It is a sentiment echoed by jockey Ryan Moore, winner of this year's English Derby on Ruler of the World, who likened it to another sport.

    "It's the one time when it feels like you're inside a football stadium," he says. "There's just a crazy amount of shouting. It seems like it's like that every day on the track.

    "When you get off the plane and the bus, you have people trying to get pictures, sign autographs, books and stuff like that. It's stranger when it's like half past 10 at night. Japanese jockeys are used to it as they get it a lot."

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    The perception of horse racing in Japan has changed, pushed by the sport's national ruling body the JRA. In the past, it was seen to be the domain of the Yakuza, controlled by organized crime syndicates.

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    The change in perception has led to a much younger racegoing public in Japan than generally seen in Europe or the United States, for example.

    Jane George, a director of the International Racing Bureau which looks after the Japan Cup on behalf of the JRA, describes those fans as "producing an atmosphere like I've never seen before."

    "As the starter goes up in a lift to his starting position, there's chanting and everyone hits their racing cards together," she says. "You can't help but get goosebumps from it."

    Race meetings are incomparable to Europe. Only taking place on Saturdays and Sundays, as opposed to week-long schedules in many countries, the racing starts as early as 10.30 in the morning.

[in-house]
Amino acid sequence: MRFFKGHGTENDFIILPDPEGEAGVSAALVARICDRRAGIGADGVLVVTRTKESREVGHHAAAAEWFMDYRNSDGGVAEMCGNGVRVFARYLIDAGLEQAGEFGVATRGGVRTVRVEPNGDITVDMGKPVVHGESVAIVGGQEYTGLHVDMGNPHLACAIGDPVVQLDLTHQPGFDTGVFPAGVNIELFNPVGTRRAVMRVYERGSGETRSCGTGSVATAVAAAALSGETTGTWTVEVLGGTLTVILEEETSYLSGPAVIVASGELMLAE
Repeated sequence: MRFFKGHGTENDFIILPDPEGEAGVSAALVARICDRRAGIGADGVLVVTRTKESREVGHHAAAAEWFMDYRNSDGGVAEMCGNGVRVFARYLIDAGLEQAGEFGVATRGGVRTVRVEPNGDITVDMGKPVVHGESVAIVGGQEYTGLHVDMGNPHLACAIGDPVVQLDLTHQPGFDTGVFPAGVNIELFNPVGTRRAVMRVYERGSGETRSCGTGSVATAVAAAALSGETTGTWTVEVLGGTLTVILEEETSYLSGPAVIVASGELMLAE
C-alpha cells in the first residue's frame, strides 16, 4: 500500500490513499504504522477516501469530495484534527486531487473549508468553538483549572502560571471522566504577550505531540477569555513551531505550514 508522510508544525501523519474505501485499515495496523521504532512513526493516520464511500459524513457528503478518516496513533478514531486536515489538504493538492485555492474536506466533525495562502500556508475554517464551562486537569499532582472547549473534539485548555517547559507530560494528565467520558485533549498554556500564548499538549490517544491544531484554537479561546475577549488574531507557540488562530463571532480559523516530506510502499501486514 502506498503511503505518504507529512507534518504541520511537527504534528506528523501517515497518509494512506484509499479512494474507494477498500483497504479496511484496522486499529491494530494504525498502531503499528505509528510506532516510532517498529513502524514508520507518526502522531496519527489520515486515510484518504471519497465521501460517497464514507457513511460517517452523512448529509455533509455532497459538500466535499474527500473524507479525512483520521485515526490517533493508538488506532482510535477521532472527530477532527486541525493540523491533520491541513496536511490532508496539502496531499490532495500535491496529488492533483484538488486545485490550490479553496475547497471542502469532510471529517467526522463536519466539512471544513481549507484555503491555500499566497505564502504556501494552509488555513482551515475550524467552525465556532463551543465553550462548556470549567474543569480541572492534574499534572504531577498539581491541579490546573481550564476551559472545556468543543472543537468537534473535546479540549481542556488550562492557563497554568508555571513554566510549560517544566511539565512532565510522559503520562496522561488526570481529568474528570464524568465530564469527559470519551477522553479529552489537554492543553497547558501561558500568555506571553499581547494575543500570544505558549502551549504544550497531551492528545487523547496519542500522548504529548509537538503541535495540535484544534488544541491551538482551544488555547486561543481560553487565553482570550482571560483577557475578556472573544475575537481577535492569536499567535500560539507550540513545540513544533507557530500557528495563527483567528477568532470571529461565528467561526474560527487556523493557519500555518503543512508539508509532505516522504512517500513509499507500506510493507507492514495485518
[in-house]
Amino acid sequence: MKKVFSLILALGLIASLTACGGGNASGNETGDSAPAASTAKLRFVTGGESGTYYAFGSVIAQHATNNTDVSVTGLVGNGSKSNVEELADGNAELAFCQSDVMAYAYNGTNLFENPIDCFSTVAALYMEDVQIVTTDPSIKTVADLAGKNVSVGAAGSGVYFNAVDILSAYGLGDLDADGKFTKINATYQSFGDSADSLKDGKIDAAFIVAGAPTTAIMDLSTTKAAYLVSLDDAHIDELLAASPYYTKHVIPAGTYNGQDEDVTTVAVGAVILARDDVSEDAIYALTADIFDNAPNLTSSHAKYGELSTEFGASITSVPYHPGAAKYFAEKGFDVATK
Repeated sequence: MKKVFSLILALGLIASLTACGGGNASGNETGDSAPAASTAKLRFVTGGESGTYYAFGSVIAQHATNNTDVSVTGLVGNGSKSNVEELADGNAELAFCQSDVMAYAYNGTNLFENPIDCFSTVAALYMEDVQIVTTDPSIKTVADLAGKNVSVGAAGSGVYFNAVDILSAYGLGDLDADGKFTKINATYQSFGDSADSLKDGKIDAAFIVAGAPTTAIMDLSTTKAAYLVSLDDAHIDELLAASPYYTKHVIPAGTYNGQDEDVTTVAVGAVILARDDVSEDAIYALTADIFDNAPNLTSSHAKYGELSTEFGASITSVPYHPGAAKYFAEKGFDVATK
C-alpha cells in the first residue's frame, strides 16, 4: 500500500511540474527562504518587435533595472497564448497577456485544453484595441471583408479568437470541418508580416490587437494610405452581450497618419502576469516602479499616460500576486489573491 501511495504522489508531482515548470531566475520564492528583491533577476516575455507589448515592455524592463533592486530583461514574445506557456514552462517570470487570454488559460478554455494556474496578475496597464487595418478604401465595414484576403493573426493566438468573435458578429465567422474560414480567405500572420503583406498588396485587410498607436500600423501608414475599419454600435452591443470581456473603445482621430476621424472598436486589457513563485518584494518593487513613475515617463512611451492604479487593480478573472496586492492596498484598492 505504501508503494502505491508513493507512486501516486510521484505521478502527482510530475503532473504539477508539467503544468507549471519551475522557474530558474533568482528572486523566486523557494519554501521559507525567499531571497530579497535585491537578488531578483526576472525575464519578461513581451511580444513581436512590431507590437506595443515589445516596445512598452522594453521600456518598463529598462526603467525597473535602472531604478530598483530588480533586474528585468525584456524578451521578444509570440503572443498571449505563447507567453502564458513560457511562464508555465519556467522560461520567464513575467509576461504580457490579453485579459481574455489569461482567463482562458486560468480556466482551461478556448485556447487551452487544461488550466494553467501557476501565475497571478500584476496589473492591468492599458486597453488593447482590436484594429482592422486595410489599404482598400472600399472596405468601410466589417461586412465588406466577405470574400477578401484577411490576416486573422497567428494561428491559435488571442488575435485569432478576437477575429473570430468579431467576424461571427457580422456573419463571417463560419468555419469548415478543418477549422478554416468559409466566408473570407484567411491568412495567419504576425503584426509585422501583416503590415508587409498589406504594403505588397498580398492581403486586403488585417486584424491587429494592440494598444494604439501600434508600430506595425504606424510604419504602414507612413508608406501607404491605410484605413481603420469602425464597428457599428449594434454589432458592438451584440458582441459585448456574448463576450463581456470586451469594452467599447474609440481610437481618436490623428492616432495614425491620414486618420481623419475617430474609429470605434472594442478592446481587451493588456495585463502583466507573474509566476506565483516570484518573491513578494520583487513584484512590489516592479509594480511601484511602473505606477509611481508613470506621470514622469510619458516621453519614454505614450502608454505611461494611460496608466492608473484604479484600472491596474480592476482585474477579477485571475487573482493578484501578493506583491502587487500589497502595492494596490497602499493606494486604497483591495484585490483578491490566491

The card usually consists of 10 races, with a break in the middle and usually a jumps race amid the array of flat racing on show. And such is its popularity, fans will camp out the night before to get tickets for the day's action.

    All of it is run centrally by the JRA, with a stipulation that each trainer can oversee just 30 horses each.

    Increasingly, the caliber of horses is on the rise, with the Yoshida family in particular leading the way in buying the top horses across the globe -- starting in 1990 with American colt Sunday Silence, which sired Deep Impact among others.

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    "Over the past 20 years, they've been buying English Derby winners and they've now got some of the finest bloodstock in the world," Dunlop says.

    "They've got very good horses and they're becoming increasingly hard to beat. As a result, it's very hard to win there."